By THOMAS ADAMSON
AP Fashion Writer
PARIS (AP) — Dior mania descended on Paris Fashion Week menswear Friday as over a thousand screaming fans thronged the magnificent Place de la Concorde for a glimpse of their favorite stars, with some almost risking their lives in snarled traffic.
The minders of the show’s VIP guests, including David Beckham, Naomi Campbell and Korean band BTS members J-Hope and Jimin, navigated the crowd like salmon swimming upstream.
Inside, Dior designer Kim Jones paid homage to Yves Saint Laurent, who became the world’s youngest couturier in 1957 upon Christian Dior’s death.
Here are some highlights of fall-winter 2023-2024 collections:
YSL: AN HOMAGE
In 1958, Saint Laurent unveiled his first collection for Christian Dior. It was a global event which saw the 21-year old draw thousands upon thousands of screaming fans who thronged avenues. Some things never change, even in 65 years.
Kim Jones used that women’s collection as the inspiration for his men’s — mirroring its contrasts of masculine versus feminine and British tailoring versus couture.
Jones also captured its fluidity to produce a gender-neutral display with softened shapes and loose waists. Unbuttoned suits that unfurled cut a nice trapeze silhouette, as did clever white knit sweaters with sleeves snipped away to flap like a poncho.
Jones did his homework. In Saint Laurent’s debut, he famously abandoned Dior’s cinched waists and lengthy fabrics in favor of more fluid shapes in which the body disappeared, inventing the trapeze silhouette.
Some Jones styles, like an update marine sailor top, were lifted directly from the 1958 archive.
But this sublime show was much more than mere homage. Three-dimensional printed shoes followed contemporary sheer organza vests with tiered banding, and looked aggressive yet feminine. Off the shoulder tailoring on one embellished pearl coat simultaneously evoked a slouchy rebel and an opening flower.
DIOR’S STARS, THESPIANS
The unique fusion of celebrity, artistry, hysteria, beauty and wafting perfume at Dior’s show overwhelmed the senses. It began with remarkable filmed performances of actors Gwendoline Christie and Robert Pattinson reciting excerpts from English poet T.S.. Eliot’s “The Waste Land” spliced with images of the Dior collection.
But even the cool Christie, star of both Dior show and “Game of Thrones,” seemed overwhelmed when journalists ditched her in a split second upon the arrival of BTS’s Jimin, who recently was announced as Dior brand ambassador.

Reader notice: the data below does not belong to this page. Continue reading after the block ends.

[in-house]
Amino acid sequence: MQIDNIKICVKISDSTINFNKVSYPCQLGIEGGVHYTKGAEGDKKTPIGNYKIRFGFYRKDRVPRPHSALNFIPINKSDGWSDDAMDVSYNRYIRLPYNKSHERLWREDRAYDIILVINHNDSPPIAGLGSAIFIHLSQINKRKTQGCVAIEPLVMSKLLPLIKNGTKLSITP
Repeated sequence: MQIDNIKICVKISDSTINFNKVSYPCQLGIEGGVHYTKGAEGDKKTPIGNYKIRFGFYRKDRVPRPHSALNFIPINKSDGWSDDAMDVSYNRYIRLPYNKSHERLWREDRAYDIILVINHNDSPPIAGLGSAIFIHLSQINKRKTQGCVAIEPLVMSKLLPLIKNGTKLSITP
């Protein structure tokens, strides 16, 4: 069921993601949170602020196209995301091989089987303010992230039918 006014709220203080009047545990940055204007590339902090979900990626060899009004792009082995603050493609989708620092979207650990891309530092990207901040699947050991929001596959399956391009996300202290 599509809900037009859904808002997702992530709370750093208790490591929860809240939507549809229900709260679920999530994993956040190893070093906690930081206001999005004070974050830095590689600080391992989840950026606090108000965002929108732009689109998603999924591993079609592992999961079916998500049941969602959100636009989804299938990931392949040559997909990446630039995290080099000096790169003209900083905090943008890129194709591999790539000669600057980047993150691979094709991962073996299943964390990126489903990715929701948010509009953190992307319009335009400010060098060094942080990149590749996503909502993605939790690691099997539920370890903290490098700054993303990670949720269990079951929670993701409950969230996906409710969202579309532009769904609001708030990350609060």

PAUL SMITH CHANGES CENTURIES
Smith delved into the history books for a thoughtful display that seemed to merge London from the 1970s with the city in the 1870s.
A quilted coat with checked cape demonstrated this perfectly. It flared out at the back looking as if it were fashioned on Baker Street and could have been worn by Sherlock Holmes if it came with a pipe.
Elsewhere, a high white collar had a prim 19th century feel, while a dark velvety coat with a big collar sported a beautiful textured thickness.
Such old-fashion musing gave fall-winter a more austere style than usual, but it was a welcome change.
The 1970s, a Smith touchstone, also were on abundant display. The designs included blown up checked coats, vibrant blue printed pants and loose colored suits with broad, rounded shoulders.
The best looks were ones that fused the two eras, such as a loose cerulean trench coat with voluminous layers, twinned with a striped blue silk foulard.
BOTTER IS SUBLIME
Flashes of bright color and kinky quirk infused the fabulous co-ed fall fare of Rushemy Botter and Lisi Herrebrugh.
If there was an overarching theme in Botter’s ever-creative and eccentric show, it surely was the haphazard.
A blue bikini was sewn humorously atop a shimmering satin shirt-dress. A suit jacket’s outer layer peeled off to reveal a snakeskin-like underlayer. A mermaid look featured a salmon printed on a tight vest descending to a rippled metallic satin skirt “tail.” A neon-pink knit sweater placed on the front of another sweater was surely a swipe at how cold the Paris weather has been of late.
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